Social science is needed for social change
16 January 2014
In this article Dr Lok Bhattarai, of the Faculty of Health and Social Sciences, Leeds Metropolitan University, uses his expertise on Nepal to show how policy advocacy fails to deliver the desired outcome when social science is not made an important part of decision-making:
All attempts at social change and economic development need to make use of the rich knowledge and methodological strengths of social science. Unfortunately that does not often happen in developing countries, and the work of international development agencies in Nepal is an example of this.
Many development agencies in Nepal have incorporated a human rights-based approach in their agendas. As an example of this they have focused on codifying the legal rights of marginalised and vulnerable groups and as a result, the Nepalese government has quite readily passed acts outlining the rights of these groups.
This appeared to be an ideal achievement at the time. But instead what was apparent was that most development agencies did not understand what works and what does not in the local context. They did not appear to have understood the fact that the codification of rights was not enough, and was essentially ineffective in a country like Nepal, where the actual social process was primarily determined by de facto power relations.
Very little investigation was made of social contexts, and public consultations seldom occurred before drafts laws were presented for endorsement; there was usually not even any intensive discussion in Parliament before they become law. In most cases laws are drafted in very ambiguous language, and no information is given explaining how they will bring about change in existing social or political orders, relations or structures.
The promulgation of the relevant laws in the partner country is cited as evidence of success for local posts of international development agencies in their reports to their headquarters in Western European countries. But people in these donor countries often estimate the power of a formal law from the Western viewpoint, where the rule of law is often strong and well founded, and not from the point of view of the Nepalese, where this is not the case.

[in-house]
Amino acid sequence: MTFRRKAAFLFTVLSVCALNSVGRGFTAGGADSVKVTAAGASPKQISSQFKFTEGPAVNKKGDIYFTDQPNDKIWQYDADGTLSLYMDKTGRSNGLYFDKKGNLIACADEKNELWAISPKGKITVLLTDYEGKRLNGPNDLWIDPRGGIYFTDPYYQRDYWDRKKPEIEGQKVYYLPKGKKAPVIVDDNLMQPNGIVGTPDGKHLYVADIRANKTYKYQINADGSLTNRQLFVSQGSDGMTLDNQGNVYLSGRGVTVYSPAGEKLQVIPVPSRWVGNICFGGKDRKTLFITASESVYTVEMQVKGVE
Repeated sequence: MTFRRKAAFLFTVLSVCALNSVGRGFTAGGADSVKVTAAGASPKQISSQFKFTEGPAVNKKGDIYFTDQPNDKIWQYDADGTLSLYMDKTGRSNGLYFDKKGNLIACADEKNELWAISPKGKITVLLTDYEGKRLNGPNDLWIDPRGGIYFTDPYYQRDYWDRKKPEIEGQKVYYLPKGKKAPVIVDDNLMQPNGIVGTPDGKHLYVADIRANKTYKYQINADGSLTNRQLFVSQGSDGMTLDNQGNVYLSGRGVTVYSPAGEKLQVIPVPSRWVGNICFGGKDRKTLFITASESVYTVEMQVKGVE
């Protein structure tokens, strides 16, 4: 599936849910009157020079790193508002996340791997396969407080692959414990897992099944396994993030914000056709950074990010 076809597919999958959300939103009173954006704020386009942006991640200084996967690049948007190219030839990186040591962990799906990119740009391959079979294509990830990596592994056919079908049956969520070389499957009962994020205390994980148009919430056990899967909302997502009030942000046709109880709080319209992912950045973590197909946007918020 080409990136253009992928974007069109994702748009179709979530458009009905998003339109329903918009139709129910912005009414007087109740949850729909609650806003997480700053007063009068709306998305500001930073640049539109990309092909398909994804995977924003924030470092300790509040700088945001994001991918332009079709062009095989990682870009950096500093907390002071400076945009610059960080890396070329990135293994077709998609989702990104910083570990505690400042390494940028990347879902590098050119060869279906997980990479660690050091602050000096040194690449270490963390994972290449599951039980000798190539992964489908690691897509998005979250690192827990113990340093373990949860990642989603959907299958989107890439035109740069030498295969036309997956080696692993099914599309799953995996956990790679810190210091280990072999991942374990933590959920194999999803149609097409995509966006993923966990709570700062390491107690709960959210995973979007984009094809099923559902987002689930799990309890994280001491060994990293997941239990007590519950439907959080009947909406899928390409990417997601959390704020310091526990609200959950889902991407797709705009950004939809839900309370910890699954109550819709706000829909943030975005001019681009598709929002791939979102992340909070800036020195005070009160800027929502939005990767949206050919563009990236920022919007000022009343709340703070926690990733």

To give some examples:
There was a strong lobby from development agencies in the last decade for the enactment of abortion rights for women, and, as always, the Nepalese government fell into line by passing legislation. The resulting law gave opportunities for women to decide on abortions under certain conditions. The advocacy organisations presented this as a big success and celebrated it as a milestone for women’s liberation. But evidence is now piling up that this law has been fundamental in putting women and girls in situations of extreme insecurity: the abortion rate is rising steeply, and it is suspected that the women’s families are pressuring them into having an abortion once they find out the sex of the unborn child is female.
Some provisions for older people’s rights were included in parts of the Senior Citizen’s Act to allow them to draw upon the state’s resources for their health and social care. Groups of older people put forth their demands for the implementation of a law that would underline their rights, but the government remained unresponsive. An appeal was subsequently brought to the Supreme Court, which later returned its verdict on behalf of the appellants. But despite this legal victory, older people in the country are still unable to enjoy their rights and are not receiving the support ensured by the law because there is a serious lack of state mechanisms and accountability to enforce their rights.
A third example is an act which reconfirmed the family’s role and responsibility to raise, care for and support their children. But the act simply featured the same things that had been considered societal norms for generations and that other existing laws had already covered. A significant section of the public was expecting the increased role of the state in welfare and the care of children and older people, but they remained unheard. What Western-led advocacy organisations thought was progress in human rights was simply a restatement of the status quo.
Thus, in all these cases, proper use of social science is lacking, and these are fundamental shortcomings which make it impossible to identify the right policy or legal directions which would yield more sustainable, equitable and socially acceptable outcomes.
An in-depth understanding of social history, culture, sociology, power relations, social psychology, civil service, and the nature of legal system is essential in order to make informed policy advocacy for social change and economic development in developing countries, just as it is in developed countries.
Dr Bhattarai develops his theme in another opinion piece.
News Focus articles are the views of the author and not necessarily those of the Campaign for Social Science.